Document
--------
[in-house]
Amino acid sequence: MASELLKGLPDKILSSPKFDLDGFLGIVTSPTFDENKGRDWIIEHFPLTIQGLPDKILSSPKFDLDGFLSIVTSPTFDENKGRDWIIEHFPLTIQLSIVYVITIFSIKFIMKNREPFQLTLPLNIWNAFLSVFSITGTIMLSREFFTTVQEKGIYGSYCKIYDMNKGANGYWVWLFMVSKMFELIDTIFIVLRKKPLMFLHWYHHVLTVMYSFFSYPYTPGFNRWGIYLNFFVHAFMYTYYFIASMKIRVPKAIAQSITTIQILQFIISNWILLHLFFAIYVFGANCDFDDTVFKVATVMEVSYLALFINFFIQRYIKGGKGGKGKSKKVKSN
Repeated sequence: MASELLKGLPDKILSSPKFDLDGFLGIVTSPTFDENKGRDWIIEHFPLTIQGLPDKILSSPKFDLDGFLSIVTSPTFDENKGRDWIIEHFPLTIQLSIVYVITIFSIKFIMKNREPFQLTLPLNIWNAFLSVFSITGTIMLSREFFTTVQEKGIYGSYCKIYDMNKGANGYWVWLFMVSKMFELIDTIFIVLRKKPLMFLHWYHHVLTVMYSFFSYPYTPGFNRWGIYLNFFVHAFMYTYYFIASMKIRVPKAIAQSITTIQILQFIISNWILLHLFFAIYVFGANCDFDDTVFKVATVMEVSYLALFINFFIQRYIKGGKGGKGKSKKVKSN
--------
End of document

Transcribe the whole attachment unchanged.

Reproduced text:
[in-house]
Amino acid sequence: MASELLKGLPDKILSSPKFDLDGFLGIVTSPTFDENKGRDWIIEHFPLTIQGLPDKILSSPKFDLDGFLSIVTSPTFDENKGRDWIIEHFPLTIQLSIVYVITIFSIKFIMKNREPFQLTLPLNIWNAFLSVFSITGTIMLSREFFTTVQEKGIYGSYCKIYDMNKGANGYWVWLFMVSKMFELIDTIFIVLRKKPLMFLHWYHHVLTVMYSFFSYPYTPGFNRWGIYLNFFVHAFMYTYYFIASMKIRVPKAIAQSITTIQILQFIISNWILLHLFFAIYVFGANCDFDDTVFKVATVMEVSYLALFINFFIQRYIKGGKGGKGKSKKVKSN
Repeated sequence: MASELLKGLPDKILSSPKFDLDGFLGIVTSPTFDENKGRDWIIEHFPLTIQGLPDKILSSPKFDLDGFLSIVTSPTFDENKGRDWIIEHFPLTIQLSIVYVITIFSIKFIMKNREPFQLTLPLNIWNAFLSVFSITGTIMLSREFFTTVQEKGIYGSYCKIYDMNKGANGYWVWLFMVSKMFELIDTIFIVLRKKPLMFLHWYHHVLTVMYSFFSYPYTPGFNRWGIYLNFFVHAFMYTYYFIASMKIRVPKAIAQSITTIQILQFIISNWILLHLFFAIYVFGANCDFDDTVFKVATVMEVSYLALFINFFIQRYIKGGKGGKGKSKKVKSN